On The Bandwagon: “Call The Midwife”

call the midwife

Every week in On The Bandwagon, Marissa Morales gives you recommendations for all the TV you really should be watching by now.

Have that Downton Abbey withdrawl, America? I know I do, and while it’s airing overseas, we won’t see it until January. JANUARY. It sucks, but thankfully PBS has given us another gem, Call the Midwife, which serves as an excellent filler in the mean time.

Call the Midwife is based on a memoir by Jennifer Worth of same name. It only makes sense that our central character’s name is Jenny (Jessica Raine), and Jenny has been trained as a nurse in London in a post-World War II England. She gets a job in East London, which turns out to be a very different world than she expected. First of all, the job is with an order of nuns. Second, it is DIRTY. East London was gross, complete with a scene of maggots under a plate of biscuits. Not ideal for a nurse, who serves as a midwife. The nuns that Jenny lives with are fun, including a batty older woman (Judy Parfitt) who makes obscure remarks but serves as excellent comic relief in a show that can really rip your heart out. The first episode has two other women who are trained in nursing, also serving in the nunnery as midwives, Trixie (Helen George) and Cynthia (Bryony Hannah). Every couple episodes, each of them gets a nice subplot that involves a patient.

That’s really where the show is to be appreciated most: its cases. Initially, I wasn’t sure how many weird cases you could set in East London, but it turns out there’s a lot that can get weird. This includes, but is not limited to: A woman who has been having kids since the age of 13, a black baby born to white parents and a kidnapped baby. I know I may not be making this sound like the most interesting thing, but I promise you, it is.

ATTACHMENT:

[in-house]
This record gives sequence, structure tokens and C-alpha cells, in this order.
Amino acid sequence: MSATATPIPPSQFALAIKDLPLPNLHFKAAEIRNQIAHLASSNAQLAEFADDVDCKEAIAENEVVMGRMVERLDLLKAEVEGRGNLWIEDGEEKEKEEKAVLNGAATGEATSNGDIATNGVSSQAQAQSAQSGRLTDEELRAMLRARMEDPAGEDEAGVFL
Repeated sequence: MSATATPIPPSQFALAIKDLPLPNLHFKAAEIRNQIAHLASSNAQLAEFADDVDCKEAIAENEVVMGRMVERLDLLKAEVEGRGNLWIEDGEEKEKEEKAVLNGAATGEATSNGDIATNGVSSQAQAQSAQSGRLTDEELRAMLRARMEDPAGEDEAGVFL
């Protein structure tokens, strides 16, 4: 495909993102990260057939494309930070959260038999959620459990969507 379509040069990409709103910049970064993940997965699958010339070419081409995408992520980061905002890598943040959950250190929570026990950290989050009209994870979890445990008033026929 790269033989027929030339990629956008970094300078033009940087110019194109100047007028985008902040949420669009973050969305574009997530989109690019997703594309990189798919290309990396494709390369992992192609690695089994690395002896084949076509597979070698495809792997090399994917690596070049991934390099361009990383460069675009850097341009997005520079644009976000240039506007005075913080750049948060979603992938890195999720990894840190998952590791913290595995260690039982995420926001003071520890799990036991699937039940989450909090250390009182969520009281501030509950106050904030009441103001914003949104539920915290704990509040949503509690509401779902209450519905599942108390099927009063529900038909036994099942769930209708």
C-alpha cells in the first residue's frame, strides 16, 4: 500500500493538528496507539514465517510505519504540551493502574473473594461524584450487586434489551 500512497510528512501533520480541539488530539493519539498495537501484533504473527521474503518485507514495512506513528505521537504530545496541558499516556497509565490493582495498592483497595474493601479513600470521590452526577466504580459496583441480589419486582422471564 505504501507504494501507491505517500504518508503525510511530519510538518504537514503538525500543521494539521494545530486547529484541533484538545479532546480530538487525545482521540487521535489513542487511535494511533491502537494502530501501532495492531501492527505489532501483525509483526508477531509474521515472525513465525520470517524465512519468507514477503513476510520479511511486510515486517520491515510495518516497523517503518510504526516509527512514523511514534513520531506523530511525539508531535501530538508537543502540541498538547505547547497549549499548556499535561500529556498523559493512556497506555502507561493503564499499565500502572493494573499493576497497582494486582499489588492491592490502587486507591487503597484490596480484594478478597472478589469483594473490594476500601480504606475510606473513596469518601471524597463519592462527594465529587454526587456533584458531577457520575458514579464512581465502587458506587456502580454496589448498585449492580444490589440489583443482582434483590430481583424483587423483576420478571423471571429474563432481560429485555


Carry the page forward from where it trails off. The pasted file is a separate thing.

The second episode introduces Chummy, played by Miranda Hart. Those familiar with the actress are probably having the same moment I did: “How in the fuck did she land a PBS show? And why hasn’t she sooner!” While she isn’t as free to be as funny as she is on Miranda, the character of Chummy is still awesome and is worth squealing with delight when she appears onscreen, particularly when it comes to watching her attempt to ride a bike.

If you’re looking for the same romantic intrigue that Downton gives, so far, you won’t find it here, though the show has just introduced a new character named Jimmy that is possibly going to be a love interest for Jenny. There is also a romantic interest for Chummy, which is just awesome when you think about it. The only character that has a romantic plot thus far is named Chummy. Come on, that’s pretty great. Most of the romance in the show is limited to the parents of the children, or even to an old widowed man. I appreciate that in a drama, as it’s easy to rely on that to make a show interesting, and it’s refreshing to see a show rely on the medicine.

This show is also awesome for folks who have interest in history, because boy is it interesting to see East London in the 1950s. I realize that might come off as sarcastic, but it’s true. The way medicine worked, and even midwifery in general is a pretty fascinating topic. Especially when you see how “old hat” giving birth was to a lot of women. Most of the time they knew the drill, and didn’t see making a big fuss of it.

This show came out at a great time, as it’s allowing PBS to snowball on the success of Downton Abbey, ala AMC’s Mad Men and Breaking Bad. Call the Midwife is something a little different, and definitely worth watching. There’s already awards buzz surrounding the show once the first season has finished airing here in the States (the first series has already finished airing in the UK) and it would be awesome if the show could garner a strong viewer base. We all want to be ahead of the curve when it comes to TV, so do yourself a favor and hop on board. Plus, it’s PBS, so there’s no excuse of “I don’t have cable!” It also allows you to be the smug bastard that watches PBS, so win-win!

PBS is currently airing the new season on Sunday and Wednesday evenings here in Chicago, but as it’s PBS, be sure to check your local listings. This article may not have completely done the show justice, but come on, how good are you at explaining how good Downton Abbey is? Yeah, that’s what I thought. Watch this show, please!